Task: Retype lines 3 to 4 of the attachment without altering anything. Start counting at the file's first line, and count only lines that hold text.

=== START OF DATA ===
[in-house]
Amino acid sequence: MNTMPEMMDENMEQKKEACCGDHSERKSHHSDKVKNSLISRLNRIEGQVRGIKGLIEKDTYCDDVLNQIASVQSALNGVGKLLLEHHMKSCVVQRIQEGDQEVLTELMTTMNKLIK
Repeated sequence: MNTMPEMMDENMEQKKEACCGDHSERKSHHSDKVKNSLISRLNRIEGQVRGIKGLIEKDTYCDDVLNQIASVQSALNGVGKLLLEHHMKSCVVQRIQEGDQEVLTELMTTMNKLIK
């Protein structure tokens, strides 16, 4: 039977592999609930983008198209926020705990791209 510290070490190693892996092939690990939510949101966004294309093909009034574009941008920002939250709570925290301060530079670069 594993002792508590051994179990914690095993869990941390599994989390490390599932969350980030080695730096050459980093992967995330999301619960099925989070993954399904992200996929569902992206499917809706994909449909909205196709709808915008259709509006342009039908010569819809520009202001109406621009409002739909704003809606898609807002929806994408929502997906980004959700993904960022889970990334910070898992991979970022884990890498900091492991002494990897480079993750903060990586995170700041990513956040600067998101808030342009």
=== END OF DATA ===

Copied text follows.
Repeated sequence: MNTMPEMMDENMEQKKEACCGDHSERKSHHSDKVKNSLISRLNRIEGQVRGIKGLIEKDTYCDDVLNQIASVQSALNGVGKLLLEHHMKSCVVQRIQEGDQEVLTELMTTMNKLIK
């Protein structure tokens, strides 16, 4: 039977592999609930983008198209926020705990791209 510290070490190693892996092939690990939510949101966004294309093909009034574009941008920002939250709570925290301060530079670069 594993002792508590051994179990914690095993869990941390599994989390490390599932969350980030080695730096050459980093992967995330999301619960099925989070993954399904992200996929569902992206499917809706994909449909909205196709709808915008259709509006342009039908010569819809520009202001109406621009409002739909704003809606898609807002929806994408929502997906980004959700993904960022889970990334910070898992991979970022884990890498900091492991002494990897480079993750903060990586995170700041990513956040600067998101808030342009």